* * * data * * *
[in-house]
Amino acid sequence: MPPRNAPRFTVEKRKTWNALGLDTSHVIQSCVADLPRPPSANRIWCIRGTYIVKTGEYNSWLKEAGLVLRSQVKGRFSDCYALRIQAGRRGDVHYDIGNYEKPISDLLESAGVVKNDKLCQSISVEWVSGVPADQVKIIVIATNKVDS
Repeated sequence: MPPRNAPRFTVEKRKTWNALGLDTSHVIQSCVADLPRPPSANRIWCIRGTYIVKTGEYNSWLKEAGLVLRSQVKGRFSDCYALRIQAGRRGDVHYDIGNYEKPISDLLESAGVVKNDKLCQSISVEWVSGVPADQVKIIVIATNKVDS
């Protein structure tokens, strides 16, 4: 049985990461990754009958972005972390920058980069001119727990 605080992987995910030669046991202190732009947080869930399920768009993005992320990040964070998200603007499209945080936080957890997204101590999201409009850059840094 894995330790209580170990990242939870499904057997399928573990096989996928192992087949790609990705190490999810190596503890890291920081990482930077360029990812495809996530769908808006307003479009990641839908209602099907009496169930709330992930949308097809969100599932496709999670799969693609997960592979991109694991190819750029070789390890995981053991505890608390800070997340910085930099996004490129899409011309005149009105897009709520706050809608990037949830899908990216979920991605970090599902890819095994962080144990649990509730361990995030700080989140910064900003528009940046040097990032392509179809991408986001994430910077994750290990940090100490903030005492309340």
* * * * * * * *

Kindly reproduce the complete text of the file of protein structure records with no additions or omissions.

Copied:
[in-house]
Amino acid sequence: MPPRNAPRFTVEKRKTWNALGLDTSHVIQSCVADLPRPPSANRIWCIRGTYIVKTGEYNSWLKEAGLVLRSQVKGRFSDCYALRIQAGRRGDVHYDIGNYEKPISDLLESAGVVKNDKLCQSISVEWVSGVPADQVKIIVIATNKVDS
Repeated sequence: MPPRNAPRFTVEKRKTWNALGLDTSHVIQSCVADLPRPPSANRIWCIRGTYIVKTGEYNSWLKEAGLVLRSQVKGRFSDCYALRIQAGRRGDVHYDIGNYEKPISDLLESAGVVKNDKLCQSISVEWVSGVPADQVKIIVIATNKVDS
């Protein structure tokens, strides 16, 4: 049985990461990754009958972005972390920058980069001119727990 605080992987995910030669046991202190732009947080869930399920768009993005992320990040964070998200603007499209945080936080957890997204101590999201409009850059840094 894995330790209580170990990242939870499904057997399928573990096989996928192992087949790609990705190490999810190596503890890291920081990482930077360029990812495809996530769908808006307003479009990641839908209602099907009496169930709330992930949308097809969100599932496709999670799969693609997960592979991109694991190819750029070789390890995981053991505890608390800070997340910085930099996004490129899409011309005149009105897009709520706050809608990037949830899908990216979920991605970090599902890819095994962080144990649990509730361990995030700080989140910064900003528009940046040097990032392509179809991408986001994430910077994750290990940090100490903030005492309340």